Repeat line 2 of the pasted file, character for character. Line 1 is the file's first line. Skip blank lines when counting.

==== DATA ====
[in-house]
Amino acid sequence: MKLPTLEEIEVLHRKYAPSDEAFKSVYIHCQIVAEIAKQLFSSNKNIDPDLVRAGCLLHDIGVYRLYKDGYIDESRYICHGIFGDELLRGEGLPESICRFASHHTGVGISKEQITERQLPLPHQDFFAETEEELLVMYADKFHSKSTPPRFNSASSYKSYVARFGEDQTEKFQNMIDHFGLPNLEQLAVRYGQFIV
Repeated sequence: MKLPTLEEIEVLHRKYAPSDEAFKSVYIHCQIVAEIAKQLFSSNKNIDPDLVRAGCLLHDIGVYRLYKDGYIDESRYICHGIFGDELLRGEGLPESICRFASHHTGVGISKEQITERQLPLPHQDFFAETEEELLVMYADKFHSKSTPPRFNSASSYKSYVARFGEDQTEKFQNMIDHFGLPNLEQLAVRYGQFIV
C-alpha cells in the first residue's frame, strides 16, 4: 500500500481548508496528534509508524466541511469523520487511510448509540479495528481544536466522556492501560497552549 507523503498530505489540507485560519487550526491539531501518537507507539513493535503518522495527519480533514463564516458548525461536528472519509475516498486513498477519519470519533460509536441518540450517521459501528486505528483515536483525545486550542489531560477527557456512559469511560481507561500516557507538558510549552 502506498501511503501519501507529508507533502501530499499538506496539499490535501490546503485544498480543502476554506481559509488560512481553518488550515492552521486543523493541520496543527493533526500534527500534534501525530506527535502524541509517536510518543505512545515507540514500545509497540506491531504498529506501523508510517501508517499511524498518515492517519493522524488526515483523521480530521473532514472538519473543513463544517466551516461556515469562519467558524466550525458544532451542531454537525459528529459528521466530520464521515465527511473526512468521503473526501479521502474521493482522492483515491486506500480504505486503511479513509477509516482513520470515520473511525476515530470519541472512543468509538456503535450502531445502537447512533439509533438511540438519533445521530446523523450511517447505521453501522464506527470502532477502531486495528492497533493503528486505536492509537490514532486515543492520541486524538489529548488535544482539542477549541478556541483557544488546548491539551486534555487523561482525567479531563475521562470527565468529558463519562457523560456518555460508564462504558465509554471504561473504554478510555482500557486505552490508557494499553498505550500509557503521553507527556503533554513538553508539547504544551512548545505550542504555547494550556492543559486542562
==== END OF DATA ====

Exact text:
Amino acid sequence: MKLPTLEEIEVLHRKYAPSDEAFKSVYIHCQIVAEIAKQLFSSNKNIDPDLVRAGCLLHDIGVYRLYKDGYIDESRYICHGIFGDELLRGEGLPESICRFASHHTGVGISKEQITERQLPLPHQDFFAETEEELLVMYADKFHSKSTPPRFNSASSYKSYVARFGEDQTEKFQNMIDHFGLPNLEQLAVRYGQFIV